The Unisense H2S microsensor is a tool for studying H2S production and oxidation in a wide range of applications. The H2S microsensor is a miniaturized amperometric sensor with internal reference and a sensing anode. The anode is polarized against an internal reference. Driven by the external partial pressure, H2S from the environment penetrates through the sensor tip membrane into the electrolyte where the H2S is ultimately oxidized by the anode. This generates a current in the pA range which is measured by a picoammeter. See more on the manufacturer's website: https://www.unisense.com/H2S/


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Project Information

Collaborative Research: Probing the Metabolic and Electrical Interactions of Cable Bacteria in Anoxic Sediments (Anoxic Sediment Bacteria Interactions)

Coverage: Chesapeake Bay sediments; Mid-Atlantic Coastal sediments


NSF Award Abstract:
Marine sediments represent the world's largest repository of stored organic carbon, and understanding how microorganisms break down this carbon is an imperative for understanding global carbon cycling. Yet long-standing questions remain regarding how networks of microorganisms work together to accomplish the complete breakdown of organic carbon in marine sediments. Sediment microbes interact in a myriad of ways that couple their metabolism to the break down of organic carbon, including by sharing products of metabolism. Accumulating evidence further suggests that some microorganisms can interact by transferring electrons directly to other unrelated microorganisms. This ability occurs across diverse microorganisms and appears to be widespread in the biosphere, particularly in anaerobic environments such as marine sediments. This project addresses emerging questions about the identity and metabolic linkages between microorganisms that work together in natural anaerobic marine and estuarine sediments to break down organic carbon. The investigators approach these questions by focusing on the influence of a keystone bacterium on its surrounding microbial community. "Cable bacteria" are a recently discovered group of long filamentous bacteria that act as electrical conductors in aquatic sediments providing a conduit for electrons to commute from deeper sulfidic sediments up to the surface oxygen layer by the process of centimeter-scale electron transport. Since their discovery about 6 years ago, these bacteria have been observed in a wide range of depositional sedimentary environments, often at extremely high cell densities. Where these bacteria are abundant, such as in coastal marine muds, they drive intense localized changes in pH and strongly influence the mineral cycling. This research explores the direct and indirect influence of cable bacteria on the metabolic activity of associated microorganisms. This project also advance the education and training of two early-career investigators, two PhD students, and undergraduate students. The skills and expertise gained from these PhD research projects will enable the students to be competitive in academic pursuits and in bioinformatics and technology applications relevant to private industry. The scientific discoveries emerging from this work is being incorporated into undergraduate and graduate level courses in marine microbial ecology. The research team will reach out to the broader community by hosting public lectures promoting a better understanding of environmental microbial ecology.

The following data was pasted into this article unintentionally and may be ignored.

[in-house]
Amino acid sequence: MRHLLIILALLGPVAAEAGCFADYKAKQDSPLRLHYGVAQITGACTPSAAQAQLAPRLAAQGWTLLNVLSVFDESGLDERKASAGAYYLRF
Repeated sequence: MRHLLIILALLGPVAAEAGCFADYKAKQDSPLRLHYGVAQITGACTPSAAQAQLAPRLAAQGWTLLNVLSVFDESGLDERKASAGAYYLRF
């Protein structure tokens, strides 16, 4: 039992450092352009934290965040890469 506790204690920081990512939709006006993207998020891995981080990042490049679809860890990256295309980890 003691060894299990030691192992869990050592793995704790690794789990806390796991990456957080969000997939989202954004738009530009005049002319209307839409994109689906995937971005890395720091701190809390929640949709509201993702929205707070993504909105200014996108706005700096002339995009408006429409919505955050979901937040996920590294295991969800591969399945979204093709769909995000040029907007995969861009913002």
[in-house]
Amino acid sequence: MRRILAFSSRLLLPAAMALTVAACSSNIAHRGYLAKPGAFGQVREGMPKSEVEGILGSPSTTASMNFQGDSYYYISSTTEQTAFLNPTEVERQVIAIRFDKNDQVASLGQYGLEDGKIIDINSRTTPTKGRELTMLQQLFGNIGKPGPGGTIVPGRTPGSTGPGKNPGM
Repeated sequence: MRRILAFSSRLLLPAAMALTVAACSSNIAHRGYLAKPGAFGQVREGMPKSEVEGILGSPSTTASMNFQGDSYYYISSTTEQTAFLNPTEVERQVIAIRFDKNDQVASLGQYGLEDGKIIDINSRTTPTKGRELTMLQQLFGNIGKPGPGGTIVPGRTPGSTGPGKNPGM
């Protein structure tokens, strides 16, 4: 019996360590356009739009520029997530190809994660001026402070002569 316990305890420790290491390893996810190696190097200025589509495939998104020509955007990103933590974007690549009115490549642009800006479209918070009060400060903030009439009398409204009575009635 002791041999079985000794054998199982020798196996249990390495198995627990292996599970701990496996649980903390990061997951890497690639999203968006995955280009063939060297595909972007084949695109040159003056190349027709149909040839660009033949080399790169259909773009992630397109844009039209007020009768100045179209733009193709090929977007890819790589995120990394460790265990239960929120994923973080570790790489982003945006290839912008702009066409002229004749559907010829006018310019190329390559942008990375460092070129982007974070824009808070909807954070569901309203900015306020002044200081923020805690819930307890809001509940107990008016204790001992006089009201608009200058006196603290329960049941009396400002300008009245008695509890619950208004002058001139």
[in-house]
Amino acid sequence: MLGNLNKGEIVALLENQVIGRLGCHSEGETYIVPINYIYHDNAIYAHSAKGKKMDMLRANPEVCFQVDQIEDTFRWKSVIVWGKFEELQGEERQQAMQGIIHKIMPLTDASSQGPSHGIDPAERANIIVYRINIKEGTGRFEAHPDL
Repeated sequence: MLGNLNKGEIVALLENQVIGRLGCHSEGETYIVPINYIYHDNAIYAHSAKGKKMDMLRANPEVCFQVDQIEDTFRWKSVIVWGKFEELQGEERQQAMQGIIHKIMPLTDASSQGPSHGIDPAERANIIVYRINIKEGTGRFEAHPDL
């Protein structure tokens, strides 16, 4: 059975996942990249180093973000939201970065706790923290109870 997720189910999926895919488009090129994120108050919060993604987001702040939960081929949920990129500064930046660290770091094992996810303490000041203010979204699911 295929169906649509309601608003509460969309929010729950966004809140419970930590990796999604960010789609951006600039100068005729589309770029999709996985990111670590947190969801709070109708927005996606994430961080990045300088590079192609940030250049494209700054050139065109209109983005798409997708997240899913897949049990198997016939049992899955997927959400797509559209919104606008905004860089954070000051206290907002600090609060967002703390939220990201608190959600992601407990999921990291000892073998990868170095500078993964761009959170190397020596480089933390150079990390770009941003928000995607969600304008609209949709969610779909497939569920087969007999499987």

The proposed work is to investigate the role of cable bacteria in structuring sediment microbial communities. Due to their growth strategy and morphology, cable bacteria are particularly amenable to experimental manipulation, providing an outstanding opportunity to better understand community interactions among microorganisms in a natural and complex anaerobic environment. The investigators will explore the interactions and relationships between cable bacteria and their associated microbial community by manipulating the growth and activity of cable bacteria and quantifying the resultant microbial community response. Specifically, this project aims to (1) identify microorganisms whose growth is enhanced by cable bacteria, (2) identify metabolic processes linked with cable bacteria activity using metatranscriptomics, (3) test specific metabolic links between sediment microorganisms and cable bacteria activity using a DNA-stable isotope probing (SIP) approach, and (4) visually confirm the identity and quantify key microorganisms associated with cable bacteria using microscopy. As more is learned about the identity and the mechanisms by which microorganisms are metabolically linked in anoxic sediments, we will be better able to understand and make predictions about how microorganisms function in their environment and how they can be utilized in bioengineered systems.

This award reflects NSF's statutory mission and has been deemed worthy of support through evaluation using the Foundation's intellectual merit and broader impacts review criteria.



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Funding

Funding SourceAward
NSF Division of Ocean Sciences (NSF OCE)
NSF Division of Ocean Sciences (NSF OCE)